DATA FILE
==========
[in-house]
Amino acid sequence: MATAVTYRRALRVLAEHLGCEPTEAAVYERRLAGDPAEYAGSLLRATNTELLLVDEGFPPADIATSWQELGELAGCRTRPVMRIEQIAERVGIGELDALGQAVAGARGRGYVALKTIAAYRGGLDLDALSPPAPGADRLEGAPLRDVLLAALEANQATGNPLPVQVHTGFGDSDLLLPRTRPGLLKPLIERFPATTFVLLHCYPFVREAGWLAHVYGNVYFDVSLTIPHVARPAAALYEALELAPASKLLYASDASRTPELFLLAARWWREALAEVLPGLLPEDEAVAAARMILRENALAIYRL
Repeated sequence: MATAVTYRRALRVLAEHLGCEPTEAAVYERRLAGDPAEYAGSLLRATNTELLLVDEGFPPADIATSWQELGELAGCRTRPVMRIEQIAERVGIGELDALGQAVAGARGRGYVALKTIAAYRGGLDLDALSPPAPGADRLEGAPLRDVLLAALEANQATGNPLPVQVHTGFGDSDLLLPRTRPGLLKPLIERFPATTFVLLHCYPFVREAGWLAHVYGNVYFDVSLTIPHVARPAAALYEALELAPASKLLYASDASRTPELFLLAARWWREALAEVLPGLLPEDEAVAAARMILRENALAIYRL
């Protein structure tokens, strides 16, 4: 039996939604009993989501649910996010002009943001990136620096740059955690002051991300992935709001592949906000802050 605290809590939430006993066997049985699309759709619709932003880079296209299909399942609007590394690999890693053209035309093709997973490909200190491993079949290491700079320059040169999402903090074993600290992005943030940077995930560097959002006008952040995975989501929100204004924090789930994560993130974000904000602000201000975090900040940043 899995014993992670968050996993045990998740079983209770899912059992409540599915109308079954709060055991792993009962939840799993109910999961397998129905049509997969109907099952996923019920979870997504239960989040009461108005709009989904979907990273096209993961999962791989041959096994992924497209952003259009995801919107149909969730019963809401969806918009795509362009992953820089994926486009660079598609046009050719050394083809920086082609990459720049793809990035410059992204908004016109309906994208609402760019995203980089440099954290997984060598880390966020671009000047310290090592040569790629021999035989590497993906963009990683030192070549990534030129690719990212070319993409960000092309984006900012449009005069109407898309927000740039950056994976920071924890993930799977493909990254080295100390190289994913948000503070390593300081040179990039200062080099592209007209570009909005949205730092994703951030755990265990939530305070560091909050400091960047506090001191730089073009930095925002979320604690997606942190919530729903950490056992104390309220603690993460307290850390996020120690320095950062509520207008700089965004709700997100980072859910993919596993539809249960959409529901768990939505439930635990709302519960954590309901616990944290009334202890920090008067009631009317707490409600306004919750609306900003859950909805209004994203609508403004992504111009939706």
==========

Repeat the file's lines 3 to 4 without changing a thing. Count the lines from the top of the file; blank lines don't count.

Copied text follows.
Repeated sequence: MATAVTYRRALRVLAEHLGCEPTEAAVYERRLAGDPAEYAGSLLRATNTELLLVDEGFPPADIATSWQELGELAGCRTRPVMRIEQIAERVGIGELDALGQAVAGARGRGYVALKTIAAYRGGLDLDALSPPAPGADRLEGAPLRDVLLAALEANQATGNPLPVQVHTGFGDSDLLLPRTRPGLLKPLIERFPATTFVLLHCYPFVREAGWLAHVYGNVYFDVSLTIPHVARPAAALYEALELAPASKLLYASDASRTPELFLLAARWWREALAEVLPGLLPEDEAVAAARMILRENALAIYRL
């Protein structure tokens, strides 16, 4: 039996939604009993989501649910996010002009943001990136620096740059955690002051991300992935709001592949906000802050 605290809590939430006993066997049985699309759709619709932003880079296209299909399942609007590394690999890693053209035309093709997973490909200190491993079949290491700079320059040169999402903090074993600290992005943030940077995930560097959002006008952040995975989501929100204004924090789930994560993130974000904000602000201000975090900040940043 899995014993992670968050996993045990998740079983209770899912059992409540599915109308079954709060055991792993009962939840799993109910999961397998129905049509997969109907099952996923019920979870997504239960989040009461108005709009989904979907990273096209993961999962791989041959096994992924497209952003259009995801919107149909969730019963809401969806918009795509362009992953820089994926486009660079598609046009050719050394083809920086082609990459720049793809990035410059992204908004016109309906994208609402760019995203980089440099954290997984060598880390966020671009000047310290090592040569790629021999035989590497993906963009990683030192070549990534030129690719990212070319993409960000092309984006900012449009005069109407898309927000740039950056994976920071924890993930799977493909990254080295100390190289994913948000503070390593300081040179990039200062080099592209007209570009909005949205730092994703951030755990265990939530305070560091909050400091960047506090001191730089073009930095925002979320604690997606942190919530729903950490056992104390309220603690993460307290850390996020120690320095950062509520207008700089965004709700997100980072859910993919596993539809249960959409529901768990939505439930635990709302519960954590309901616990944290009334202890920090008067009631009317707490409600306004919750609306900003859950909805209004994203609508403004992504111009939706």